This work is conducted under protocol 89-M-0006 (NCT00001246). The Developmental Neurogenomics Unit (DNU) was established in October 2015, and work during the past year was focused on completion of basic infrastructural tasks including physical relocation and furnishing of the laboratory, recruitment of staff, and setting-up new standard operating procedures. We have also restructured our biosamples to distinguish material newly gathered under DNU projects from legacy samples that form a subset of the larger Child Psychiatry Branch collection. Our Unit has also embarked upon a large-scale process of re-annotation, collation and screening of all neuroimaging data gathered as part of the 30 year old longitudinal NIMH IRP study of structural brain maturation in typically developing humans ages 5-30 years old. These efforts are the first step in making these 1.5 Tesla structural neuroimaging data freely available for use by the wider research community. 1. Over the last year, our studies of brain development in healthy volunteers have involved the following activities and outputs: A) We have conducted a series of new analyses on existing longitudinal structural brain magnetic resonance imaging (MRI) scans and associated demographic information. First, given that we often study children - who tend to move more in the MRI scanner than adults - we carefully characterized the effects of in-scanner motion on the anatomical estimates we measure from MRI brain scans. This study showed that greater degrees of motion lead to greater underestimation of how thick the cerebral cortex is, and that this bias varies in magnitude between different cortical regions. These effects are largely reproducible across both main softwares for measuring cortical anatomy (CIVET and Freesurfer). Having defined these effects will help improve our future studies of structural brain development, and also provides the broader neuroimaging community with information that can ultimately help to promote reproducibility in research. Second, we harnessed naturally-occurring variation in gender, brain-size, age, and genetic status to study how different structural properties of the human brain hang-together, so that we can improve the biological utility of neuroimaging measures we use to study brain development in health and disease. For example, we showed that the classical method of focusing on brain volume within subcortical structures misses distinct region-specific anatomical changes within each subcortical nucleus. Moreover, the shape of subcortical structures varies with human brain size, and this new knowledge is critical for accurately defining disease-related changes in subcortical anatomy. We also completed a series of studies that focused on cortical folding - a prominent, but poorly understood aspect of brain anatomy, which is thought to carry special information about early development, and structure-function relationships within the central nervous system. These studies showed that folding patterns are stable during postnatal life, and that the pits and crests of cortical folds tend to mature in very different ways. These findings provide important new foundations for greater use of cortical folding to track brain development in health and illness. B) We have recruited, scanned and gathered detailed behavioral and cognitive measures on more than 150 adults who had previously been studied during childhood by our Branch an average of 20 years ago. Data collection is ongoing for this project, which represents the longest known neuroimaging follow-up study of human brain development, and will provide unique opportunities to study how childhood brain organization relates to later outcomes in adulthood. 2. Over the last year, our studies of brain development in clinical populations have involved the following activities and outputs: A) We have conducted a series of new analyses on existing structural brain magnetic resonance imaging (MRI) scans in participants with idiopathic and genetically-defined neurodevelopmental disorders. First, we studied children with idiopathic Autism Spectrum Disorder (ASD), and identified a set of brain regions that tend to show atypical structural maturation relative to the anatomical changes seen in typically developing children. Moreover, in a separate set of brain regions, inter-individual differences in brain maturation amongst children with ASD were correlated with inter-individual differences in language development. These studies emphasize that shifts in anatomical brain development are already detectible in ASD during preschool life, and point towards a set of brain regions that may mark compensatory processes in children with ASD who have more favorable language development. Second, we have analyzed existing structural neuroimaging data in children with a range of sex chromosome aneuploidy syndromes (SCAs) to provide new insights into the impact of changing X- and Y-chromosome dosage on diverse aspects of brain anatomy including cortical thickness, surface area and asymmetry as well as subcortical volume and shape. These studies have identified a set of brain regions that appear to be especially sensitive to SCA in terms of their anatomical development, and represent promising new candidates in the search for neural systems that underpin some of the cognitive and behavioral changes that can be associated with SCA. Third, we initiated a series of genomic studies designed to shed light on the way that SCA can alter cellular function. The cellular consequences of SCA represent a critical stepping-stone on the path between carriage of an atypical number of sex chromosomes and increased risk for neurodevelopmental disorders impacting cognition and behavior. B) We launched a new deep-phenotyping study of participants with SCA and their family members, which is ongoing, and expected to span several years. This study expands on past work in SCA by gathering more comprehensive measures of brain structure and function, as well as providing more fine-grained information regarding the cognitive and behavioral variations that can be seen in SCA. This new phase in our clinical research of participants with SCA is providing us with information that will ultimately help to better define the developmental risks and resiliencies associated with X- and Y-chromosome dosage variation in humans, and identify neurobiological systems that might underpin these associations. We hope these insights will (i) improve accurate public and professional awareness of SCAs, (Ii) help clinicians provide more targeted assessment and counseling to patient and families with SCA , and (iii) begin to identify biological markers with the potential to ultimately improve assessment, prediction and treatment of neurodevelopmental issues in SCA. C) We complemented our human studies with a series of neuroimaging studies in mouse models of ASD and SCA. These animal models provide new opportunities for investigating potential causes and consequences of the anatomical changes that are seen in genetically-determined alterations of brain development. Collectively, our studies in SCA also shape understanding of sex chromosome contributions to sex-differences seen in typically developing populations.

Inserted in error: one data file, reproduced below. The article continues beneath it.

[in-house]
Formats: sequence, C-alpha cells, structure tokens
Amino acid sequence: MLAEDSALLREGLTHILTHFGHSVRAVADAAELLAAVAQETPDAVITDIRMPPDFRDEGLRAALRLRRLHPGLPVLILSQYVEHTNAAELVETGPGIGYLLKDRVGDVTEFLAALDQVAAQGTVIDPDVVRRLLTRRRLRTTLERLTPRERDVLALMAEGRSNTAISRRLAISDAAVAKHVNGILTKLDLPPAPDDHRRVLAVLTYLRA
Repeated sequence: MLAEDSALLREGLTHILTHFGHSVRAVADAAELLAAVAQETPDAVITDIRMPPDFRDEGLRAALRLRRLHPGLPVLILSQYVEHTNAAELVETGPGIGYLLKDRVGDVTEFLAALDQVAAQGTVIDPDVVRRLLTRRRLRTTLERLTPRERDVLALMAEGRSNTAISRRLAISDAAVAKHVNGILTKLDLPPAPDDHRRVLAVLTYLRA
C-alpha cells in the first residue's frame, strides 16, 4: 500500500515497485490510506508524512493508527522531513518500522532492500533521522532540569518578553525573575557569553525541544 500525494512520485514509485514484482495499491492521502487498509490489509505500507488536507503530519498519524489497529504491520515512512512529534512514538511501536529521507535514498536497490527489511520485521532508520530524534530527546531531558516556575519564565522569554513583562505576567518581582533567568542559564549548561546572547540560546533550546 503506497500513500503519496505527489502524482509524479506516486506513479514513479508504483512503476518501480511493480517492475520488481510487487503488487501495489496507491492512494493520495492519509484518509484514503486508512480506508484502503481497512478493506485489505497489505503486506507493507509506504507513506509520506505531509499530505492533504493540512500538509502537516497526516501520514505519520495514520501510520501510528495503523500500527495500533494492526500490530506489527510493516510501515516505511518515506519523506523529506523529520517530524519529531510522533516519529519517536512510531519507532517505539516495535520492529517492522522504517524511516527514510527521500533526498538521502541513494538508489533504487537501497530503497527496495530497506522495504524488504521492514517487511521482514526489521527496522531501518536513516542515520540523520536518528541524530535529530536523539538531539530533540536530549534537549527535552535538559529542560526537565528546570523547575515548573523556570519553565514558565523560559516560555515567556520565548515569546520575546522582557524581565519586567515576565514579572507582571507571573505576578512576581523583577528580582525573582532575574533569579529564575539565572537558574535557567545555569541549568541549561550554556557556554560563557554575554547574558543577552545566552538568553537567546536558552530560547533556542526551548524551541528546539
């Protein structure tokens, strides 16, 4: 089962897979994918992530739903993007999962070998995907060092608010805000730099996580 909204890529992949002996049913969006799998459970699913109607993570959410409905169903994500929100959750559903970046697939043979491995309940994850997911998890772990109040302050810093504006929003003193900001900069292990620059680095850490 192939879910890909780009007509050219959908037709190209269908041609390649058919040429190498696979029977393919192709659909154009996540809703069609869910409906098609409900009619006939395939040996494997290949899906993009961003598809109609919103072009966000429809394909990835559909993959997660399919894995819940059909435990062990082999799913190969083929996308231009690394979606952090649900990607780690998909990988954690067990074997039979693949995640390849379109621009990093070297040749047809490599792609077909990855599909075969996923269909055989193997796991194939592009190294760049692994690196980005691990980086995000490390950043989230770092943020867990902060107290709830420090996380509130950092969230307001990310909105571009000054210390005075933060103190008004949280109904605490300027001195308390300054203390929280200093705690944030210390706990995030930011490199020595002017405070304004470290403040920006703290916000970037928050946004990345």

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Park, Min Tae M; Raznahan, Armin; Shaw, Philip et al. (2018) Neuroanatomical phenotypes in mental illness: identifying convergent and divergent cortical phenotypes across autism, ADHD and schizophrenia. J Psychiatry Neurosci 43:170094
Raznahan, Armin; Parikshak, Neelroop N; Chandran, Vijay et al. (2018) Sex-chromosome dosage effects on gene expression in humans. Proc Natl Acad Sci U S A 115:7398-7403